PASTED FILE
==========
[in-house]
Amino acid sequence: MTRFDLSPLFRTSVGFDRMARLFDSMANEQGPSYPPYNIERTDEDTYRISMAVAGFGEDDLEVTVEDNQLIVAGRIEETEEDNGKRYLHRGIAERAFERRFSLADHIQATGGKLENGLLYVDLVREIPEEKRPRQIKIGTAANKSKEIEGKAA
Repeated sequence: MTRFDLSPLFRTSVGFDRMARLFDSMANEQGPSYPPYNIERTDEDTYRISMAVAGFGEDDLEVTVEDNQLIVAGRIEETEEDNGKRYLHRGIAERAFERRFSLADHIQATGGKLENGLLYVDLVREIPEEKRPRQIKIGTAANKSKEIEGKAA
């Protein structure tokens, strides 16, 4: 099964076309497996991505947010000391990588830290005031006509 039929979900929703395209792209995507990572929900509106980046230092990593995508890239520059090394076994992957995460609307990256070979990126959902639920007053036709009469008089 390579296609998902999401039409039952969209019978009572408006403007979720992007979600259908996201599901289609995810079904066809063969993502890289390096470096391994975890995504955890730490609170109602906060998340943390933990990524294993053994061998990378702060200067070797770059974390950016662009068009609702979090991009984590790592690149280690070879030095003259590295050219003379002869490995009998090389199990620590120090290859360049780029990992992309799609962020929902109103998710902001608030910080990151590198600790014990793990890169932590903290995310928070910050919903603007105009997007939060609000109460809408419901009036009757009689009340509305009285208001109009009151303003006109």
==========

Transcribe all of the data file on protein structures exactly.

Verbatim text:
[in-house]
Amino acid sequence: MTRFDLSPLFRTSVGFDRMARLFDSMANEQGPSYPPYNIERTDEDTYRISMAVAGFGEDDLEVTVEDNQLIVAGRIEETEEDNGKRYLHRGIAERAFERRFSLADHIQATGGKLENGLLYVDLVREIPEEKRPRQIKIGTAANKSKEIEGKAA
Repeated sequence: MTRFDLSPLFRTSVGFDRMARLFDSMANEQGPSYPPYNIERTDEDTYRISMAVAGFGEDDLEVTVEDNQLIVAGRIEETEEDNGKRYLHRGIAERAFERRFSLADHIQATGGKLENGLLYVDLVREIPEEKRPRQIKIGTAANKSKEIEGKAA
């Protein structure tokens, strides 16, 4: 099964076309497996991505947010000391990588830290005031006509 039929979900929703395209792209995507990572929900509106980046230092990593995508890239520059090394076994992957995460609307990256070979990126959902639920007053036709009469008089 390579296609998902999401039409039952969209019978009572408006403007979720992007979600259908996201599901289609995810079904066809063969993502890289390096470096391994975890995504955890730490609170109602906060998340943390933990990524294993053994061998990378702060200067070797770059974390950016662009068009609702979090991009984590790592690149280690070879030095003259590295050219003379002869490995009998090389199990620590120090290859360049780029990992992309799609962020929902109103998710902001608030910080990151590198600790014990793990890169932590903290995310928070910050919903603007105009997007939060609000109460809408419901009036009757009689009340509305009285208001109009009151303003006109």